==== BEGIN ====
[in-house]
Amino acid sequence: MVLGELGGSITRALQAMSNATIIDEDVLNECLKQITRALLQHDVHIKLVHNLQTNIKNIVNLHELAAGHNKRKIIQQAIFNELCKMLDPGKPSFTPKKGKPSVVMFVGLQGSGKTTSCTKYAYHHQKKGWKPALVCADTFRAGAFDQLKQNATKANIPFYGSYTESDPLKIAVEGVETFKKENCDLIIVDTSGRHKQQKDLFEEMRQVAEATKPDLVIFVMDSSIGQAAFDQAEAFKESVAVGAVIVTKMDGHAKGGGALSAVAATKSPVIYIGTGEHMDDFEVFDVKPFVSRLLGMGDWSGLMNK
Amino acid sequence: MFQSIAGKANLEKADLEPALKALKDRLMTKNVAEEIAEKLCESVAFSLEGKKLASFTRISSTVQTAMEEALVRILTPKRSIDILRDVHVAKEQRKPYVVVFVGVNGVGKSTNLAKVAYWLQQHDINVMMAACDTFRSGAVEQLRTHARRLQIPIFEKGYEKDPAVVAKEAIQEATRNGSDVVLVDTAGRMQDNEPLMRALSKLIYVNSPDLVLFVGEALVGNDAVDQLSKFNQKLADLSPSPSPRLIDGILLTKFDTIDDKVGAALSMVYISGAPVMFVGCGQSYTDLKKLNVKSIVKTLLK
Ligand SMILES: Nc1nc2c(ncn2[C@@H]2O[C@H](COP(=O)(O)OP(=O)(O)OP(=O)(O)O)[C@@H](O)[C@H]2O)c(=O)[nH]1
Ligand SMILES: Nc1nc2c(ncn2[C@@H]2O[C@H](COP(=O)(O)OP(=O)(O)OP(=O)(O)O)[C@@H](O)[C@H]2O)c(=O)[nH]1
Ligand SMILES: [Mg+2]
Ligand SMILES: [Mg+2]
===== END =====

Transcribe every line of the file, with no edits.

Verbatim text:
[in-house]
Amino acid sequence: MVLGELGGSITRALQAMSNATIIDEDVLNECLKQITRALLQHDVHIKLVHNLQTNIKNIVNLHELAAGHNKRKIIQQAIFNELCKMLDPGKPSFTPKKGKPSVVMFVGLQGSGKTTSCTKYAYHHQKKGWKPALVCADTFRAGAFDQLKQNATKANIPFYGSYTESDPLKIAVEGVETFKKENCDLIIVDTSGRHKQQKDLFEEMRQVAEATKPDLVIFVMDSSIGQAAFDQAEAFKESVAVGAVIVTKMDGHAKGGGALSAVAATKSPVIYIGTGEHMDDFEVFDVKPFVSRLLGMGDWSGLMNK
Amino acid sequence: MFQSIAGKANLEKADLEPALKALKDRLMTKNVAEEIAEKLCESVAFSLEGKKLASFTRISSTVQTAMEEALVRILTPKRSIDILRDVHVAKEQRKPYVVVFVGVNGVGKSTNLAKVAYWLQQHDINVMMAACDTFRSGAVEQLRTHARRLQIPIFEKGYEKDPAVVAKEAIQEATRNGSDVVLVDTAGRMQDNEPLMRALSKLIYVNSPDLVLFVGEALVGNDAVDQLSKFNQKLADLSPSPSPRLIDGILLTKFDTIDDKVGAALSMVYISGAPVMFVGCGQSYTDLKKLNVKSIVKTLLK
Ligand SMILES: Nc1nc2c(ncn2[C@@H]2O[C@H](COP(=O)(O)OP(=O)(O)OP(=O)(O)O)[C@@H](O)[C@H]2O)c(=O)[nH]1
Ligand SMILES: Nc1nc2c(ncn2[C@@H]2O[C@H](COP(=O)(O)OP(=O)(O)OP(=O)(O)O)[C@@H](O)[C@H]2O)c(=O)[nH]1
Ligand SMILES: [Mg+2]
Ligand SMILES: [Mg+2]